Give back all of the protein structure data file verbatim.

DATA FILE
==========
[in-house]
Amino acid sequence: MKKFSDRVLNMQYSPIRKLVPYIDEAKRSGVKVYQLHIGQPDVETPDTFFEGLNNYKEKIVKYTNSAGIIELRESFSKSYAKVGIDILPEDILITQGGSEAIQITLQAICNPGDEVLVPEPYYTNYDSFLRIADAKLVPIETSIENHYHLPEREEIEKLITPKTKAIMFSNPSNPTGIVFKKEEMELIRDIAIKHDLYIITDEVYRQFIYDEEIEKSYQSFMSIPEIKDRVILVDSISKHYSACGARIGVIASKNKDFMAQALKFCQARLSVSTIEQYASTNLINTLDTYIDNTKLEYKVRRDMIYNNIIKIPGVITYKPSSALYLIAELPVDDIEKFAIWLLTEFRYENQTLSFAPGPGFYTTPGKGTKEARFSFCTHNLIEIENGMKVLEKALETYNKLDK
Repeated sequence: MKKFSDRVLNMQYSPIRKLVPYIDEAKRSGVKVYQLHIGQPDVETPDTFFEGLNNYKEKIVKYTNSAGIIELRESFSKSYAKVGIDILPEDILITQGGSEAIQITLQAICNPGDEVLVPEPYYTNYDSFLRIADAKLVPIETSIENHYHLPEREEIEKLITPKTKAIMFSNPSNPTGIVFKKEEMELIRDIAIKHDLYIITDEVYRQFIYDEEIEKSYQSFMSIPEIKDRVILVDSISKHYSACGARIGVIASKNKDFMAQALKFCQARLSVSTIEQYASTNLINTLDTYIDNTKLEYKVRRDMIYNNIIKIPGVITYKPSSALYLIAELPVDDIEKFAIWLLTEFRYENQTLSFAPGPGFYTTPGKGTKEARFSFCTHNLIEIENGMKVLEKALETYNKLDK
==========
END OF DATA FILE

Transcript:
[in-house]
Amino acid sequence: MKKFSDRVLNMQYSPIRKLVPYIDEAKRSGVKVYQLHIGQPDVETPDTFFEGLNNYKEKIVKYTNSAGIIELRESFSKSYAKVGIDILPEDILITQGGSEAIQITLQAICNPGDEVLVPEPYYTNYDSFLRIADAKLVPIETSIENHYHLPEREEIEKLITPKTKAIMFSNPSNPTGIVFKKEEMELIRDIAIKHDLYIITDEVYRQFIYDEEIEKSYQSFMSIPEIKDRVILVDSISKHYSACGARIGVIASKNKDFMAQALKFCQARLSVSTIEQYASTNLINTLDTYIDNTKLEYKVRRDMIYNNIIKIPGVITYKPSSALYLIAELPVDDIEKFAIWLLTEFRYENQTLSFAPGPGFYTTPGKGTKEARFSFCTHNLIEIENGMKVLEKALETYNKLDK
Repeated sequence: MKKFSDRVLNMQYSPIRKLVPYIDEAKRSGVKVYQLHIGQPDVETPDTFFEGLNNYKEKIVKYTNSAGIIELRESFSKSYAKVGIDILPEDILITQGGSEAIQITLQAICNPGDEVLVPEPYYTNYDSFLRIADAKLVPIETSIENHYHLPEREEIEKLITPKTKAIMFSNPSNPTGIVFKKEEMELIRDIAIKHDLYIITDEVYRQFIYDEEIEKSYQSFMSIPEIKDRVILVDSISKHYSACGARIGVIASKNKDFMAQALKFCQARLSVSTIEQYASTNLINTLDTYIDNTKLEYKVRRDMIYNNIIKIPGVITYKPSSALYLIAELPVDDIEKFAIWLLTEFRYENQTLSFAPGPGFYTTPGKGTKEARFSFCTHNLIEIENGMKVLEKALETYNKLDK